“If DNAm changes were purely reflecting entropic alterations or epigenetic drift, we would expect to see a bias against changes in CpGs that start around 0.5 (corresponding to random chance of methylation at a given site) . However, what we observe is actually a regression away from the mean, in which these heterogeneous populations of cells are systematically losing DNAm with time. This suggests that the green-yellow module’s notable pattern of epigenetic aging is unlikely to stem from noise or aberrant DNAm changes with age. Instead, DNAm changes may reflect cellular selection pressure or clonal expansion in which the cells without DNAm at these CpGs are able to outcompete (proliferate more than) the ones with DNAm . Alternatively, it could reflect a regulated compensatory mechanism that gets initiated with aging, or a continuation of a developmental program that is not turned-off . These scenarios have different implications for our understanding of epigenetic changes. The first would suggest that individual cells are not changing DNAm patterns with age, but rather the changes that are observed in bulk data are happening at the level of cell populations, shifting prevalence of cells with heterogenous states. The second and third scenarios, on the other hand, would suggest within cell DNAm changes, perhaps as a response to extracellular environment or signaling changes with aging (e.g. integrated stress response (ISR) ), or as an extended developmental program that fails to be extinguished—somewhat aligned with the hyper-function theory of aging . In moving forward, single-cell DNAm data may help distinguish individual vs. population changes.”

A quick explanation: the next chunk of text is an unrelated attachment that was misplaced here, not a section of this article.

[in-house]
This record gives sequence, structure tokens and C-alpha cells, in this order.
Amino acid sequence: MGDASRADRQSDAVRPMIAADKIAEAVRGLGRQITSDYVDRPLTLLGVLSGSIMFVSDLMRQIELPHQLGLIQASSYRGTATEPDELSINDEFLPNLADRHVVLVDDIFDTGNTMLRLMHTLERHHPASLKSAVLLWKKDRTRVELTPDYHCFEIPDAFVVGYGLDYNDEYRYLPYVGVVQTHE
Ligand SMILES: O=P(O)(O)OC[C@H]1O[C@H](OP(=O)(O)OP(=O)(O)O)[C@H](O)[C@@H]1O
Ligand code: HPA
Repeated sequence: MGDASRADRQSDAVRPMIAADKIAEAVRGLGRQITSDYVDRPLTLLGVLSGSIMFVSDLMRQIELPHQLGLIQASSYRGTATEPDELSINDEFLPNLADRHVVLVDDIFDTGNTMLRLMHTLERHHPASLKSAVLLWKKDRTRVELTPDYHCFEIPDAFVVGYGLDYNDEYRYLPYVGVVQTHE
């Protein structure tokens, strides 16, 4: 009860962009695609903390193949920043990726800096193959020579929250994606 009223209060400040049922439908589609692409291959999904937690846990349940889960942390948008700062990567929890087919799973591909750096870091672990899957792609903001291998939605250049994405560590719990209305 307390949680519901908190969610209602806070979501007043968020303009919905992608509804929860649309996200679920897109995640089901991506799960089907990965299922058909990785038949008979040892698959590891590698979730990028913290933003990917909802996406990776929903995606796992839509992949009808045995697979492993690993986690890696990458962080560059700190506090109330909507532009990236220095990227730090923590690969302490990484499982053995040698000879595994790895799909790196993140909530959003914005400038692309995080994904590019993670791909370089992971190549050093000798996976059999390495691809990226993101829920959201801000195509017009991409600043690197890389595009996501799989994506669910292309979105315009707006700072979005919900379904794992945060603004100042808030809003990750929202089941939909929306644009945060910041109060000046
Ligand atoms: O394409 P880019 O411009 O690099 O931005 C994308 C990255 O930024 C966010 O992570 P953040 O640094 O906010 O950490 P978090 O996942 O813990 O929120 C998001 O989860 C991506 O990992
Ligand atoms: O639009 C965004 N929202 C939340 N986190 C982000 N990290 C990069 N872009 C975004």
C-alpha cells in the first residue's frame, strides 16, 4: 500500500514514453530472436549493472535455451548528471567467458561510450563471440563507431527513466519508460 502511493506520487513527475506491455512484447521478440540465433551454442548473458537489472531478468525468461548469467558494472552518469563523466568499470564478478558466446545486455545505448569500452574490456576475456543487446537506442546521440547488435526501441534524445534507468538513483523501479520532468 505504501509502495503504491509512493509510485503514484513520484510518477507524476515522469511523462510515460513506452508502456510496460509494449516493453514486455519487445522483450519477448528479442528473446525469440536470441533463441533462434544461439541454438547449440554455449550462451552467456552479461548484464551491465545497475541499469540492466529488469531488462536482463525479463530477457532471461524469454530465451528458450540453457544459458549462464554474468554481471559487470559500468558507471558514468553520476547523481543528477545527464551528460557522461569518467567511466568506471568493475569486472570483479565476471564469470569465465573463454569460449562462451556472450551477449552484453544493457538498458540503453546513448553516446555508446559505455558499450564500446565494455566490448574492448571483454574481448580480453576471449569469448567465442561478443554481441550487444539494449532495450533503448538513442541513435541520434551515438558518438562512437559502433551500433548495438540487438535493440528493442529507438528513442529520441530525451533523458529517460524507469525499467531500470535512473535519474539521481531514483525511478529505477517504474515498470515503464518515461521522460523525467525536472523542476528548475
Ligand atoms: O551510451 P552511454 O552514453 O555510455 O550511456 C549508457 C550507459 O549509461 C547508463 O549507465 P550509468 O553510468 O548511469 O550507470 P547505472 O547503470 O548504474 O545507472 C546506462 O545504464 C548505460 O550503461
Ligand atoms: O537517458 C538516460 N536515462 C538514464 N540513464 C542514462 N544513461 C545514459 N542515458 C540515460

Here she references “Integrated Stress Response” as a theory of the aging metabolism. She also refers to Mikhail Blagosklonny’s idea that developmental programs have a momentum that spills over into aging phenotypes.

Morgan Levine is a brilliant scientist, facing the harshest possible self-criticism of her work. Her conclusions are tentative and open-ended.

A more definitive, empirical approach

The big, interesting question may not require theoretical analysis. What we want to know is whether we have been justified in using methylation clocks to indicate whether aging has been slowed or reversed. The most direct answer to that question comes from Harold Katcher’s rats, — the most successful example of setting back methylation age in a whole animal. Currently, Katcher has two sets of 8 rats that are the same chronological age; one group has been treated with E5 and has a much lower methylation age. He is waiting to see how long each group lives. So far, 3 of the untreated rats have died, and 1 of the 8 treated rats. Of course, the treated rats look and act much younger, and have physiological characteristics of younger rats. Over the coming months, the survival test will produce an answer to the important question whether a younger methylation age implies a younger biological age, in a form that is independent of theory.